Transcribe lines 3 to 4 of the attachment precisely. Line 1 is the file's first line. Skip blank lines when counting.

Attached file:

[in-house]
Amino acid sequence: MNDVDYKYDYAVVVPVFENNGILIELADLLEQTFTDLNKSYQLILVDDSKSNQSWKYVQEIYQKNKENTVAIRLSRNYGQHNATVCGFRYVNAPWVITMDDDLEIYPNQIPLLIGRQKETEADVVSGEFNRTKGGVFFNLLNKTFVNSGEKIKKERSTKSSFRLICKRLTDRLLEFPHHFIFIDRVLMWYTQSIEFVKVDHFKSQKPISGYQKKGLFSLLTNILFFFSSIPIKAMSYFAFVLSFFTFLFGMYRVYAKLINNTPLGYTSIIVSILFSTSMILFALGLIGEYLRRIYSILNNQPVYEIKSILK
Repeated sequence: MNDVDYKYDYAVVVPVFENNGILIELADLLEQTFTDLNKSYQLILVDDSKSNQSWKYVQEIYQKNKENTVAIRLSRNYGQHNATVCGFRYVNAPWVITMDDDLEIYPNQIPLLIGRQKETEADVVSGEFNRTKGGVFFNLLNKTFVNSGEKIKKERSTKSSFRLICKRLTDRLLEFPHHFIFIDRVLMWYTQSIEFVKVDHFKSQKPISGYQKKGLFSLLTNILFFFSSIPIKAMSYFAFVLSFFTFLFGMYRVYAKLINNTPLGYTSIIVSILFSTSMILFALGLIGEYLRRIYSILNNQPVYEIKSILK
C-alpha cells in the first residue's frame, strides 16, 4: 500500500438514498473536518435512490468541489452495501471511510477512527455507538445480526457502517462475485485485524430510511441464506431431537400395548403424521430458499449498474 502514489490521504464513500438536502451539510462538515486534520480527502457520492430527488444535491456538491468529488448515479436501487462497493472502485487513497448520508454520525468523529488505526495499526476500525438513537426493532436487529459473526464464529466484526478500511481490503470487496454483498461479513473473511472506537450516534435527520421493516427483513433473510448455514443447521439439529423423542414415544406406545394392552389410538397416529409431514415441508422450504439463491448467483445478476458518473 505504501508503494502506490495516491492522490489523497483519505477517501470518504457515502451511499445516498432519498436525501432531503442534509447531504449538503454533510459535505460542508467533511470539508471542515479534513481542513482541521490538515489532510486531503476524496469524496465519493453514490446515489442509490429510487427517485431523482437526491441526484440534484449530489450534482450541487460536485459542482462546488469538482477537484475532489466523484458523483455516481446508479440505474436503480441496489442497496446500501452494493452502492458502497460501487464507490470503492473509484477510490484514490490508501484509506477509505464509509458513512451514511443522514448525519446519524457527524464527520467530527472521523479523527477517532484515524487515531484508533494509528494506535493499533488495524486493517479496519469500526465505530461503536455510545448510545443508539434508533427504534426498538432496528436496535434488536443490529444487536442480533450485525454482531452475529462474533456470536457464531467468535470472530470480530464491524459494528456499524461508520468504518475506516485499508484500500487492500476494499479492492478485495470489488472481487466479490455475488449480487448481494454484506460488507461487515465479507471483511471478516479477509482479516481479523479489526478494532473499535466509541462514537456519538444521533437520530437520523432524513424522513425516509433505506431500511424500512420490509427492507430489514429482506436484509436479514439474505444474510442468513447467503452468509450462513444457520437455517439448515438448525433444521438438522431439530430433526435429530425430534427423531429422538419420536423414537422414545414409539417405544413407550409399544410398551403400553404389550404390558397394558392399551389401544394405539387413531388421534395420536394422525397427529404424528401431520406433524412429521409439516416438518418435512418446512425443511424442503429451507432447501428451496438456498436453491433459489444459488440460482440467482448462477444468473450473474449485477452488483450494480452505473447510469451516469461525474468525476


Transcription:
Repeated sequence: MNDVDYKYDYAVVVPVFENNGILIELADLLEQTFTDLNKSYQLILVDDSKSNQSWKYVQEIYQKNKENTVAIRLSRNYGQHNATVCGFRYVNAPWVITMDDDLEIYPNQIPLLIGRQKETEADVVSGEFNRTKGGVFFNLLNKTFVNSGEKIKKERSTKSSFRLICKRLTDRLLEFPHHFIFIDRVLMWYTQSIEFVKVDHFKSQKPISGYQKKGLFSLLTNILFFFSSIPIKAMSYFAFVLSFFTFLFGMYRVYAKLINNTPLGYTSIIVSILFSTSMILFALGLIGEYLRRIYSILNNQPVYEIKSILK
C-alpha cells in the first residue's frame, strides 16, 4: 500500500438514498473536518435512490468541489452495501471511510477512527455507538445480526457502517462475485485485524430510511441464506431431537400395548403424521430458499449498474 502514489490521504464513500438536502451539510462538515486534520480527502457520492430527488444535491456538491468529488448515479436501487462497493472502485487513497448520508454520525468523529488505526495499526476500525438513537426493532436487529459473526464464529466484526478500511481490503470487496454483498461479513473473511472506537450516534435527520421493516427483513433473510448455514443447521439439529423423542414415544406406545394392552389410538397416529409431514415441508422450504439463491448467483445478476458518473 505504501508503494502506490495516491492522490489523497483519505477517501470518504457515502451511499445516498432519498436525501432531503442534509447531504449538503454533510459535505460542508467533511470539508471542515479534513481542513482541521490538515489532510486531503476524496469524496465519493453514490446515489442509490429510487427517485431523482437526491441526484440534484449530489450534482450541487460536485459542482462546488469538482477537484475532489466523484458523483455516481446508479440505474436503480441496489442497496446500501452494493452502492458502497460501487464507490470503492473509484477510490484514490490508501484509506477509505464509509458513512451514511443522514448525519446519524457527524464527520467530527472521523479523527477517532484515524487515531484508533494509528494506535493499533488495524486493517479496519469500526465505530461503536455510545448510545443508539434508533427504534426498538432496528436496535434488536443490529444487536442480533450485525454482531452475529462474533456470536457464531467468535470472530470480530464491524459494528456499524461508520468504518475506516485499508484500500487492500476494499479492492478485495470489488472481487466479490455475488449480487448481494454484506460488507461487515465479507471483511471478516479477509482479516481479523479489526478494532473499535466509541462514537456519538444521533437520530437520523432524513424522513425516509433505506431500511424500512420490509427492507430489514429482506436484509436479514439474505444474510442468513447467503452468509450462513444457520437455517439448515438448525433444521438438522431439530430433526435429530425430534427423531429422538419420536423414537422414545414409539417405544413407550409399544410398551403400553404389550404390558397394558392399551389401544394405539387413531388421534395420536394422525397427529404424528401431520406433524412429521409439516416438518418435512418446512425443511424442503429451507432447501428451496438456498436453491433459489444459488440460482440467482448462477444468473450473474449485477452488483450494480452505473447510469451516469461525474468525476